use of social media and other sources of instant news and communication, a company’s reputation has never been more vulnerable’ (1). Reputational risk covers the possibility that an enterprise will lose potential or existing business because customers or stakeholders have cause to doubt your organization’s trustworthiness. Whether founded on fact or not with the advent of social media and near instant global communications, it can take weeks, months or years to recover from reputational damage. For example participants in the Ponemon Institute’s recent study placed economic values ranging from less than US$1 million to more than US$10 billion, with the average coming in at US$1.56 billion (2) on brand and reputational risk.

Compliance risk
As reflected in ISO/IEC Standard 38500 (3) oversight of conformance and performance (including risk) of the organization is central to the board’s duty of care responsibilities. Our research suggests that boards that continue to ignore or delegate enterprise technology governance may be in breach of their fiduciary duty of care, whether they realize it or not. Risk increases when the combined board lacks the competence to not only question management, but to evaluate what they’re presented with and make appropriate judgments. Risk is also contained in assumptions that compliance risk can be mitigated by using advisors. As one experienced chairman reflects: ‘Remember they are only advisors; the final responsibility lies with the board. (IOD:P7)’

However, ‘part of the problem is that much of the guidance offered in the marketplace under the heading ‘IT Governance’ is in fact focused on ‘IT Management’. This fuels the boardroom view that IT is a management issue, since when directors read the guidance they see management guidance (B&A:P11). Shareholders or government owners need to evaluate what balance and level of knowledge skills and experience are required so that they appoint a group of ‘directors who collectively have the various skills and experience to be able to add real shareholder value and wealth…. [where] ‘collectively’… implies a mix of skills and experience matched to the company’s prime activities and future ambitions. (IOD:P7)’

That ‘directors should ensure that management is doing its job properly… is immensely useful, and it helps us establish a workable proposition for directors in respect of IT. To govern IT, directors don't need to know a vast amount about the technology itself, but they should know a lot about how management should be dealing with technology (B&A:P11).

That boards of directors may need to review whether the sector that they operate in and the organization that they are responsible for governing is increasingly at risk if they do not have knowledge, skills or experience in technology governance appropriate to their board meeting conformance and performance standards. While the number of boards with ‘technology-savvy’ directors appear to have increased dramatically over the past two years a majority of people involved in my research, across all chairmen, directors, executives and consultants who have participated believe that such competency is now very important. Participants have provided some very practical advice, amongst which is to use business language instead of technology language to reduce the fear factor in those with limited knowledge and experience.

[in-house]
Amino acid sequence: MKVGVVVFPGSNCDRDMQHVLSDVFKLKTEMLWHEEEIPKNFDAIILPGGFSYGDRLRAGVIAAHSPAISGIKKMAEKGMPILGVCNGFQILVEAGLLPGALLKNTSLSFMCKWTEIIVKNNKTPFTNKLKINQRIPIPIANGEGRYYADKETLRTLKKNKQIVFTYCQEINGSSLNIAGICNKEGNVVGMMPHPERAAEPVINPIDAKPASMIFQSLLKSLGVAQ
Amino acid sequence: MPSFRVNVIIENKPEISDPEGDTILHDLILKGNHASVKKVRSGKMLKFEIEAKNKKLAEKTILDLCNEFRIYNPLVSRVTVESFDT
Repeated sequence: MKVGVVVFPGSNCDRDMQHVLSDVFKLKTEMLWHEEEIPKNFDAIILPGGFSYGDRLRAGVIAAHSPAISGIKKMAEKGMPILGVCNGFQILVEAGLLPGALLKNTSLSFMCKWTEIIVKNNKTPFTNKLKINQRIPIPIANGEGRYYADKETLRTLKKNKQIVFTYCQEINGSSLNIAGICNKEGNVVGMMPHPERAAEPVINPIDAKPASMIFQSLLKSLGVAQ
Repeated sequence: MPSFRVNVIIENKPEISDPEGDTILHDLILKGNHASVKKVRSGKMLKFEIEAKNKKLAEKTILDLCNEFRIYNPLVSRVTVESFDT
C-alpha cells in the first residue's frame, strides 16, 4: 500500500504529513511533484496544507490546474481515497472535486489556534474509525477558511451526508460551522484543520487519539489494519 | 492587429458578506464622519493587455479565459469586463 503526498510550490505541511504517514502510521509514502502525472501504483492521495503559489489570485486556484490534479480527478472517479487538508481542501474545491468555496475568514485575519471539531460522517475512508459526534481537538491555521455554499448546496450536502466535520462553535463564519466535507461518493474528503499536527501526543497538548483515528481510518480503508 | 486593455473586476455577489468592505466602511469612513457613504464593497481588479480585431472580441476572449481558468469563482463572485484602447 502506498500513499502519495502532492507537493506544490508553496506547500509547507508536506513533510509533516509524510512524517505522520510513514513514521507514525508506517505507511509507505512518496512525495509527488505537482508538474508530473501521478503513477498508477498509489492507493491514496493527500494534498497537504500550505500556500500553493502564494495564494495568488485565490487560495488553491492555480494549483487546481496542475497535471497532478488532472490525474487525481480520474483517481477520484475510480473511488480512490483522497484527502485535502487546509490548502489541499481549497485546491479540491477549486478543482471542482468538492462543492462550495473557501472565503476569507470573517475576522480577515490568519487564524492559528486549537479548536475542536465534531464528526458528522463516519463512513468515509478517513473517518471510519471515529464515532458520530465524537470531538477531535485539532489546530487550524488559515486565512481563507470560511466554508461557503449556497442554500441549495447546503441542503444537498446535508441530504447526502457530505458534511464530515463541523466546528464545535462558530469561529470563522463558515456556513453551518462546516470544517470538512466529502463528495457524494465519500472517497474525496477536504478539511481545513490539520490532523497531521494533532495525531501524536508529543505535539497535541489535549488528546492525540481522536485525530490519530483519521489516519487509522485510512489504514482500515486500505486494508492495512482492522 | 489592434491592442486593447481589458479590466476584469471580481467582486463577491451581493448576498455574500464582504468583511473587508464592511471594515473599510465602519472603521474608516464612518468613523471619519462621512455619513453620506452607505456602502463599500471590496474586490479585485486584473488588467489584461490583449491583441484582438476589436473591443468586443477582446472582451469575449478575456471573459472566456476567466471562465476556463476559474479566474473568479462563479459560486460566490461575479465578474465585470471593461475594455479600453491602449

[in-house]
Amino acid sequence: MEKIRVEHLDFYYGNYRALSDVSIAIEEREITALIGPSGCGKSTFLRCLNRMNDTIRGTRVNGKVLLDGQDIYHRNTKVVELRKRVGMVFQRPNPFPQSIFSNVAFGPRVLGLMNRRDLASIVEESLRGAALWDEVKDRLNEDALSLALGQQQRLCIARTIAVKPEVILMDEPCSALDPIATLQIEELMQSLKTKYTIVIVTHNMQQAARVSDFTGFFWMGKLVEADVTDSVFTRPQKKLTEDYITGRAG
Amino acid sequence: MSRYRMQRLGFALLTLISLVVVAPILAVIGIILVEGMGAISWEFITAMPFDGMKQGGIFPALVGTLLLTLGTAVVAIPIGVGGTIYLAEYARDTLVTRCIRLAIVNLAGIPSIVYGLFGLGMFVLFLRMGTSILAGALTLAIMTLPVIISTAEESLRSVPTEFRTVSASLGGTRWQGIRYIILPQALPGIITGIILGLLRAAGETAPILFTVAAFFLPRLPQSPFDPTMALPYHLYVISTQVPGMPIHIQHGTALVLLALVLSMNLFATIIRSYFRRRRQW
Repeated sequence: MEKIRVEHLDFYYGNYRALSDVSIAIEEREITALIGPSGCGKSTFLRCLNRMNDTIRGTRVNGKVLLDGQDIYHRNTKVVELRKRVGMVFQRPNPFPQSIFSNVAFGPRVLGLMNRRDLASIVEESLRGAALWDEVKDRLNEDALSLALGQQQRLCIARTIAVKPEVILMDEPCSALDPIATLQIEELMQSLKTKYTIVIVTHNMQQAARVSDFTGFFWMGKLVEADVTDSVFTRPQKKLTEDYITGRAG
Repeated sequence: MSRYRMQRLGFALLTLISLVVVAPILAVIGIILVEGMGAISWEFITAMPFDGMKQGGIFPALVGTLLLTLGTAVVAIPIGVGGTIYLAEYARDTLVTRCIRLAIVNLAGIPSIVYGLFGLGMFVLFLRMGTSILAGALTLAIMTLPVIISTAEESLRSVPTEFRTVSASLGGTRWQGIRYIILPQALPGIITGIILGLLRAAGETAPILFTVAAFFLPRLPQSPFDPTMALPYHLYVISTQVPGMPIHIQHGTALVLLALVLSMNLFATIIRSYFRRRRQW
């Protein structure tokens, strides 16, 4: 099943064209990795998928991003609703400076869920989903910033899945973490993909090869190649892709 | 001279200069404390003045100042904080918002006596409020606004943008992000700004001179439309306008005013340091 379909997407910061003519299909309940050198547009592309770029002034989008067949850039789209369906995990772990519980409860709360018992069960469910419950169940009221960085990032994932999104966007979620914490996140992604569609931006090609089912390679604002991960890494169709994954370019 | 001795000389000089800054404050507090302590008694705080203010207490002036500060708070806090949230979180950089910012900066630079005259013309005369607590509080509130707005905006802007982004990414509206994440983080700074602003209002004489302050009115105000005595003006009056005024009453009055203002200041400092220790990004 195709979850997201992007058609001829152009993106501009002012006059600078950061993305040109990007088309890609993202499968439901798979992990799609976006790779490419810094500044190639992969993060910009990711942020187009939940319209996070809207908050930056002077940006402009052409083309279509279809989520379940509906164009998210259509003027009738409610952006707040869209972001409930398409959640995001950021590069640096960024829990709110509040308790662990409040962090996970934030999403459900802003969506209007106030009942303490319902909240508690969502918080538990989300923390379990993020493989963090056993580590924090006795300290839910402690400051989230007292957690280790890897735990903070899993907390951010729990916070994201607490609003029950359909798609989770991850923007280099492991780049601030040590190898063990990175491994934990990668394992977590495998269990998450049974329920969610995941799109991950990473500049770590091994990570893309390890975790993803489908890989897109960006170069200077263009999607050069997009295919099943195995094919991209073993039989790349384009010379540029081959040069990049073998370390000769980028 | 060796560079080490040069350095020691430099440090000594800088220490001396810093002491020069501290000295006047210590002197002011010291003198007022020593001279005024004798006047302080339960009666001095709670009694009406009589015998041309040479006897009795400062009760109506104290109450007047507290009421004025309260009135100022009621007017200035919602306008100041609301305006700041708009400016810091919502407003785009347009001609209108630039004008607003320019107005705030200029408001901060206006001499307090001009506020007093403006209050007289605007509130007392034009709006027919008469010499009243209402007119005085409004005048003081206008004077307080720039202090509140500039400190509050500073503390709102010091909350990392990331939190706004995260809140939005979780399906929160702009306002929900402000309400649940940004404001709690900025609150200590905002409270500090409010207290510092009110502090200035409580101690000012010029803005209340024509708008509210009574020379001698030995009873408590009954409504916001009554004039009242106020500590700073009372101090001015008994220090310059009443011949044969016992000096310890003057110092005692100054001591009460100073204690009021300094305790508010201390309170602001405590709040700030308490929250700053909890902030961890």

Engaging with management in discussions about technology in relation to strategy, risk and performance including compliance are not new concepts for directors. ‘We need to focus on the role and oversight responsibilities of the board and consider where technology might fit it rather than the other way around….Further if these discussions are focused on the business and what are the enabling and supporting functions, then conversations on technology in these domains will naturally arise (B&A:P9).


This research was conducted in conjunction with Queensland University of Technology as part of a Doctor of Information Technology degree. 
Ethics approval 1300000276.


1: IBM (2013). Six Keys to Effective Reputational and IT Risk Management — 2013 IBM Global Reputational Risk and IT Study, IBM USA.

2: Ponemon Institute (2011). Reputation Impact of a Data Breach: U.S. Study of Executives & Managers. Sponsored by Experian® Data Breach Resolution Ponemon Institute, November 2011.

3: Calder, A. (2008). Iso/Iec 38500: The It Governance Standard. IT Governance Ltd.

Leblanc, R., & Gillies J. (2005) Inside the boardroom. Ontario: Wiley & Sons

ITGI. (2011) Global Status Report on the Governance of Enterp;rise IT (GEIT) - 2011. It Governance Institute, Rolling Meadows, Il.